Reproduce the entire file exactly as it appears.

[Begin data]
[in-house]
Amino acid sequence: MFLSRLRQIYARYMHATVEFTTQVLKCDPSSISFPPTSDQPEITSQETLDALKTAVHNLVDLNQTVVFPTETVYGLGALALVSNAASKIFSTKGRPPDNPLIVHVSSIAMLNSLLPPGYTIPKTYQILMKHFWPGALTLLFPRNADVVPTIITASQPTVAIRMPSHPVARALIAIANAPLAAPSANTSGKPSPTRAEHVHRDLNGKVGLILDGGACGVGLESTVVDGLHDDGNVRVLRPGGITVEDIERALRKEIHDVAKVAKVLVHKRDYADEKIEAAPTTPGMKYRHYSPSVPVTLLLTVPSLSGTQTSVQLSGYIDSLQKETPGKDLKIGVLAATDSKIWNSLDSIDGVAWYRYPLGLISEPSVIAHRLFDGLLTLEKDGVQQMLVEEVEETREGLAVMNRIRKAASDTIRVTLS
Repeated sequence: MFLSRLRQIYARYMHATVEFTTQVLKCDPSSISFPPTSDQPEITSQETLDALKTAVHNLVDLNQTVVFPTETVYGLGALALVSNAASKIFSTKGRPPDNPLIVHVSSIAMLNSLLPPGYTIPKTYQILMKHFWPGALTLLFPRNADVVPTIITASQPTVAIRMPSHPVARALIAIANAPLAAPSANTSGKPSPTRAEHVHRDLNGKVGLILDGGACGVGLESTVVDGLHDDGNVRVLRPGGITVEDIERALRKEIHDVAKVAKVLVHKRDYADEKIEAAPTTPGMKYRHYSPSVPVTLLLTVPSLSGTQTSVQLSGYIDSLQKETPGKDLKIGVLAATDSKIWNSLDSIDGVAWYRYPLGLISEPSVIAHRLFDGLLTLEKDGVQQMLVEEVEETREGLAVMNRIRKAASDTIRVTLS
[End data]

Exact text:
[in-house]
Amino acid sequence: MFLSRLRQIYARYMHATVEFTTQVLKCDPSSISFPPTSDQPEITSQETLDALKTAVHNLVDLNQTVVFPTETVYGLGALALVSNAASKIFSTKGRPPDNPLIVHVSSIAMLNSLLPPGYTIPKTYQILMKHFWPGALTLLFPRNADVVPTIITASQPTVAIRMPSHPVARALIAIANAPLAAPSANTSGKPSPTRAEHVHRDLNGKVGLILDGGACGVGLESTVVDGLHDDGNVRVLRPGGITVEDIERALRKEIHDVAKVAKVLVHKRDYADEKIEAAPTTPGMKYRHYSPSVPVTLLLTVPSLSGTQTSVQLSGYIDSLQKETPGKDLKIGVLAATDSKIWNSLDSIDGVAWYRYPLGLISEPSVIAHRLFDGLLTLEKDGVQQMLVEEVEETREGLAVMNRIRKAASDTIRVTLS
Repeated sequence: MFLSRLRQIYARYMHATVEFTTQVLKCDPSSISFPPTSDQPEITSQETLDALKTAVHNLVDLNQTVVFPTETVYGLGALALVSNAASKIFSTKGRPPDNPLIVHVSSIAMLNSLLPPGYTIPKTYQILMKHFWPGALTLLFPRNADVVPTIITASQPTVAIRMPSHPVARALIAIANAPLAAPSANTSGKPSPTRAEHVHRDLNGKVGLILDGGACGVGLESTVVDGLHDDGNVRVLRPGGITVEDIERALRKEIHDVAKVAKVLVHKRDYADEKIEAAPTTPGMKYRHYSPSVPVTLLLTVPSLSGTQTSVQLSGYIDSLQKETPGKDLKIGVLAATDSKIWNSLDSIDGVAWYRYPLGLISEPSVIAHRLFDGLLTLEKDGVQQMLVEEVEETREGLAVMNRIRKAASDTIRVTLS